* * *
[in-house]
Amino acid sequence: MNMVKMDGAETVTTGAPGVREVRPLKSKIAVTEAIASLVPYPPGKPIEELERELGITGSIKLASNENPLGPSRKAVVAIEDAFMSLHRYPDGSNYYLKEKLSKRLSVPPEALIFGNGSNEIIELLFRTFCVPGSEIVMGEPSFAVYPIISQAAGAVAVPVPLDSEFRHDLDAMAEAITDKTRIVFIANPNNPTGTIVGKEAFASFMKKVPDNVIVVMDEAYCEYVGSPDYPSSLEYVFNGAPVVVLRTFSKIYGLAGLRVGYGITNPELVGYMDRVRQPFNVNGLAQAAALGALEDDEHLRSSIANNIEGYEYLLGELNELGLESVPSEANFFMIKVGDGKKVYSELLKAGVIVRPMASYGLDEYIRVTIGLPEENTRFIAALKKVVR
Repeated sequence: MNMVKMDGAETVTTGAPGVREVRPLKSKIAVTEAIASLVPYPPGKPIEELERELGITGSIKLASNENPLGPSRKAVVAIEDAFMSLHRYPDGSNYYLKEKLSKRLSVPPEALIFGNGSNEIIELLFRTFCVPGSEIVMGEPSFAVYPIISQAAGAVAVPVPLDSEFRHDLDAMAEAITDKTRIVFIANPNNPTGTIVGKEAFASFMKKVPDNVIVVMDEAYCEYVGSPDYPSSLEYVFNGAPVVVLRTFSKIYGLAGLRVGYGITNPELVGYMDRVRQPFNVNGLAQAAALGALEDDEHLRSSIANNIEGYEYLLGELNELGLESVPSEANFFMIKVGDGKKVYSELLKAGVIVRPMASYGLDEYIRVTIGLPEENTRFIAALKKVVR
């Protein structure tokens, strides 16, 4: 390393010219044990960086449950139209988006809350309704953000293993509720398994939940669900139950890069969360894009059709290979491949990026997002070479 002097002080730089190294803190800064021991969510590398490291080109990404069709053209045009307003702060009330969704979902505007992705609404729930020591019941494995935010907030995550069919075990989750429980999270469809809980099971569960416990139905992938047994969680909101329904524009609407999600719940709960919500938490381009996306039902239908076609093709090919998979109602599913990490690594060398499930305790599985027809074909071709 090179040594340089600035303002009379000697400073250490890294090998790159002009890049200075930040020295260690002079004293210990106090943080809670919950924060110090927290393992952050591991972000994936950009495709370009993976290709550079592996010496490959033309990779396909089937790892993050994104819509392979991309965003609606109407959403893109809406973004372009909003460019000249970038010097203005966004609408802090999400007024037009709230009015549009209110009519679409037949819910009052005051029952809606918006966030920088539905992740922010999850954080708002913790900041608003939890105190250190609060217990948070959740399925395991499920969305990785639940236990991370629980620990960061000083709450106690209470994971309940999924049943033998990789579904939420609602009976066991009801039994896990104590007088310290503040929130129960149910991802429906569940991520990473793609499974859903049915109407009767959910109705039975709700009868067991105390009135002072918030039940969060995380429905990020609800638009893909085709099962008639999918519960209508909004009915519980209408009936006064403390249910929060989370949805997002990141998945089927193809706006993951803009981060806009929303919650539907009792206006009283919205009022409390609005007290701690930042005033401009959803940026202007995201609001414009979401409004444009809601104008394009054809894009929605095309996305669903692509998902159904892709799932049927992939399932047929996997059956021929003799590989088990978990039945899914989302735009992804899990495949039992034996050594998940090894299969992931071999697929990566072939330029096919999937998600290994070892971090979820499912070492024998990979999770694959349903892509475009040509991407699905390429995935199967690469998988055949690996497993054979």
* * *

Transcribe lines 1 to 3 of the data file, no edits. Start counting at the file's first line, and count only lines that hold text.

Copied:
[in-house]
Amino acid sequence: MNMVKMDGAETVTTGAPGVREVRPLKSKIAVTEAIASLVPYPPGKPIEELERELGITGSIKLASNENPLGPSRKAVVAIEDAFMSLHRYPDGSNYYLKEKLSKRLSVPPEALIFGNGSNEIIELLFRTFCVPGSEIVMGEPSFAVYPIISQAAGAVAVPVPLDSEFRHDLDAMAEAITDKTRIVFIANPNNPTGTIVGKEAFASFMKKVPDNVIVVMDEAYCEYVGSPDYPSSLEYVFNGAPVVVLRTFSKIYGLAGLRVGYGITNPELVGYMDRVRQPFNVNGLAQAAALGALEDDEHLRSSIANNIEGYEYLLGELNELGLESVPSEANFFMIKVGDGKKVYSELLKAGVIVRPMASYGLDEYIRVTIGLPEENTRFIAALKKVVR
Repeated sequence: MNMVKMDGAETVTTGAPGVREVRPLKSKIAVTEAIASLVPYPPGKPIEELERELGITGSIKLASNENPLGPSRKAVVAIEDAFMSLHRYPDGSNYYLKEKLSKRLSVPPEALIFGNGSNEIIELLFRTFCVPGSEIVMGEPSFAVYPIISQAAGAVAVPVPLDSEFRHDLDAMAEAITDKTRIVFIANPNNPTGTIVGKEAFASFMKKVPDNVIVVMDEAYCEYVGSPDYPSSLEYVFNGAPVVVLRTFSKIYGLAGLRVGYGITNPELVGYMDRVRQPFNVNGLAQAAALGALEDDEHLRSSIANNIEGYEYLLGELNELGLESVPSEANFFMIKVGDGKKVYSELLKAGVIVRPMASYGLDEYIRVTIGLPEENTRFIAALKKVVR